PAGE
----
Environmental gatekeeping against individuals can be one of the biggest impediments from prompting collaborative change. It deters people from joining the cause environmental activists are trying to bring to the masses; almost as if there are rules to be able to call yourself an environmentalist.
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A perfect eco-activist is vegan, zero-waste, does not buy fast-fashion, and does not fly. While these are expectations that the environmentalist community has established, it does not mean that everyone must follow their journey by the same rulebook. Here are some examples of what gatekeeping may sound like:
“How can you buy in fast-fashion brands if you can buy sustainably?”
Although the most sustainable clothing you have is in your wardrobe, sustainable clothing stores can be an expense and are not always size-inclusive. According to the World Bank, the fashion industry is responsible for 10 % of annual global carbon emissions, more than all international flights and maritime shipping combined. While it continues to be one of the biggest polluting industries, there is yet a lot of nuances in understanding how accessible other sustainable options are.
“How can you be an eco-activist, and still fly?”
Many conservationists carry out important research with local communities and must travel to conserve habitats and species. This is a chance to call out massive corporations and people destroying the habitats in the first place.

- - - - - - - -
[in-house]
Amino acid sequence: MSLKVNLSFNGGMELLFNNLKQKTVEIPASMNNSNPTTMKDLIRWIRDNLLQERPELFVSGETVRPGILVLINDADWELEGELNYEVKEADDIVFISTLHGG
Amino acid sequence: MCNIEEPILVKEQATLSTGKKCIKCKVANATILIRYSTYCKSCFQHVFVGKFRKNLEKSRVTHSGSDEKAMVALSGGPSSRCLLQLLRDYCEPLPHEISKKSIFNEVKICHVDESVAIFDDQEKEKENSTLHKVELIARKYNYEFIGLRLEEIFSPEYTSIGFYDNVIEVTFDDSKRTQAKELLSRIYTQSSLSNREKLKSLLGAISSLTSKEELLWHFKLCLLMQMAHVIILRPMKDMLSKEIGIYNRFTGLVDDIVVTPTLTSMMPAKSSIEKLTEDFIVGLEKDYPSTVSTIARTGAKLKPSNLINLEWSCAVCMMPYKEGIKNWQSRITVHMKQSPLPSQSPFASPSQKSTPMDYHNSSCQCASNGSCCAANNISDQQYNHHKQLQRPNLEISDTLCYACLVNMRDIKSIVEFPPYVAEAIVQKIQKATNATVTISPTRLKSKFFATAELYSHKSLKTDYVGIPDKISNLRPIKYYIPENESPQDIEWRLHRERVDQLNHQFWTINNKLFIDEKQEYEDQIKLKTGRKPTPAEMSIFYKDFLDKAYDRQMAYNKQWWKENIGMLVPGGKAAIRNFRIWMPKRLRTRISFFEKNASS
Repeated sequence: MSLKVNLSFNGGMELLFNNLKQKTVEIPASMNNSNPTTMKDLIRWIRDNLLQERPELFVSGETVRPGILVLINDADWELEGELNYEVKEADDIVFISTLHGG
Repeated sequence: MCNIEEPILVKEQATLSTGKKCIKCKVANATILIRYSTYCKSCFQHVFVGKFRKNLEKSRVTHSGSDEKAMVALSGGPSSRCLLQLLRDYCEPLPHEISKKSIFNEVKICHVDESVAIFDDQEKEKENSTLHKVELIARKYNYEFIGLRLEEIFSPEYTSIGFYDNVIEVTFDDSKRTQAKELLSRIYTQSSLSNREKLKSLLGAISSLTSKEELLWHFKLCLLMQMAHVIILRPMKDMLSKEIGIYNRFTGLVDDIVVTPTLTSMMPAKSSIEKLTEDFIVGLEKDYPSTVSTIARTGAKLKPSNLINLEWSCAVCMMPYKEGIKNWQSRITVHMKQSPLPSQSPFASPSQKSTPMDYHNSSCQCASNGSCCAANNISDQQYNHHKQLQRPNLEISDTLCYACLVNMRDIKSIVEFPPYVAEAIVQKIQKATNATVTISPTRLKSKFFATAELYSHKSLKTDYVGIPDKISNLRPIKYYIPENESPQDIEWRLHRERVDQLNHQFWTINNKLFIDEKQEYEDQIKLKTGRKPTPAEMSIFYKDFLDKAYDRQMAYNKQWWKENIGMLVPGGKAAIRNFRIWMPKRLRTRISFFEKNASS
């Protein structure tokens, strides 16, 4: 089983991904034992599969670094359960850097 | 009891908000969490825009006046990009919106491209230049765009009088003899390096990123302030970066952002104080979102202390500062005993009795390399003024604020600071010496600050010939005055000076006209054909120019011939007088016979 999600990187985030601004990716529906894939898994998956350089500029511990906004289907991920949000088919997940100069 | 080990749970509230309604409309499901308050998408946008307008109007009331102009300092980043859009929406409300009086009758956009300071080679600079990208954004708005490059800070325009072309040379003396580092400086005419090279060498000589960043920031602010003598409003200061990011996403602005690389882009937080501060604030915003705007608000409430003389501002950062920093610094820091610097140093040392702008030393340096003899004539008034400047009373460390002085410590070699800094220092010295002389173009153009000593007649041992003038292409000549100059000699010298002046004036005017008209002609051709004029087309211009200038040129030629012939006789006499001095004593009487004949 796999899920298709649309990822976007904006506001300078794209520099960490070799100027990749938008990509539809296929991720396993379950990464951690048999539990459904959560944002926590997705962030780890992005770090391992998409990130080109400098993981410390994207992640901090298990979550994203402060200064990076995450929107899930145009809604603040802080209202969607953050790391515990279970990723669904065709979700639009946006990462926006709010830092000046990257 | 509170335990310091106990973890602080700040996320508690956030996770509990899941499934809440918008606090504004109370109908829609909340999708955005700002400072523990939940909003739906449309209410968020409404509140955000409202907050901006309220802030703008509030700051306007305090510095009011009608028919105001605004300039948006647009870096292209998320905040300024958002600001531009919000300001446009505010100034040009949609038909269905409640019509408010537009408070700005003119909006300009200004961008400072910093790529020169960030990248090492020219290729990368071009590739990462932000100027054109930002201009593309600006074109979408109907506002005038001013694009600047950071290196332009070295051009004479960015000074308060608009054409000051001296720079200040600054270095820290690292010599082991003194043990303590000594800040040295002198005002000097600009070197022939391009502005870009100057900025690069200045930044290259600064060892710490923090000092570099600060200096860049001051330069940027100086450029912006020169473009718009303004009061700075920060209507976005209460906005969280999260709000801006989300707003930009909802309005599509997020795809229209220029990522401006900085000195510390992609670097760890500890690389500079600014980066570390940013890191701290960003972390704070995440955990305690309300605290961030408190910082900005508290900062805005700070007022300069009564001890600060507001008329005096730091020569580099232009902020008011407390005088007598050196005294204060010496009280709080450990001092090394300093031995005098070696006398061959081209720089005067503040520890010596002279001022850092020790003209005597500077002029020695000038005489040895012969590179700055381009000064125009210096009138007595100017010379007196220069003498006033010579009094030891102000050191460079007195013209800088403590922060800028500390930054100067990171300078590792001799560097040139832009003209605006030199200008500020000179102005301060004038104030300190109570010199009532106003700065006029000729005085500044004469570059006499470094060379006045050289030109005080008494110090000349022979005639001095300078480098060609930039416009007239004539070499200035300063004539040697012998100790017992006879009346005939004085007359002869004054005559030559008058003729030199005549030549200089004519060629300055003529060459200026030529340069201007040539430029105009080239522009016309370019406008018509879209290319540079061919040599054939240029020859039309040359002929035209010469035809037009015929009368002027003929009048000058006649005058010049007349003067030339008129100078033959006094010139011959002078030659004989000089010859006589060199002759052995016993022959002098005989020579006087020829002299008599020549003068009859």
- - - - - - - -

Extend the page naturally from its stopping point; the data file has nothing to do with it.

“You can’t be an environmentalist if you are not vegan”
This sort of statement invalidates the disparity in food access between privileged and marginalized communities. It also negates the fact that many individuals suffer pre-existing health conditions or have certain health demands that could not be met on a vegan diet. Veganism does not necessarily equate to sustainability.
“How can you call yourself a conservationist if you don’t even have the scientific facts to back you up?”
Not every single individual that advocates for environmentalism use science to justify why the health of our Earth is worth saving. Not everyone is well versed in science, and it is very privileged to assume so. We certainly need scientists but we also need social justice campaigners and activists.
To bring about environmental awareness and education on climate change to the masses, we need to fixate less on perfectionism and more on collaboration. Although individual action can be an empowering form of partaking in this movement we must be aware of the optics of gatekeeping, all the while we see only 100 companies are responsible for 71% of GHG emissions. We must keep companies accountable and understand that the capitalistic system we live in uses perfectionism to hoard power to keep individuals out of the environmental movement.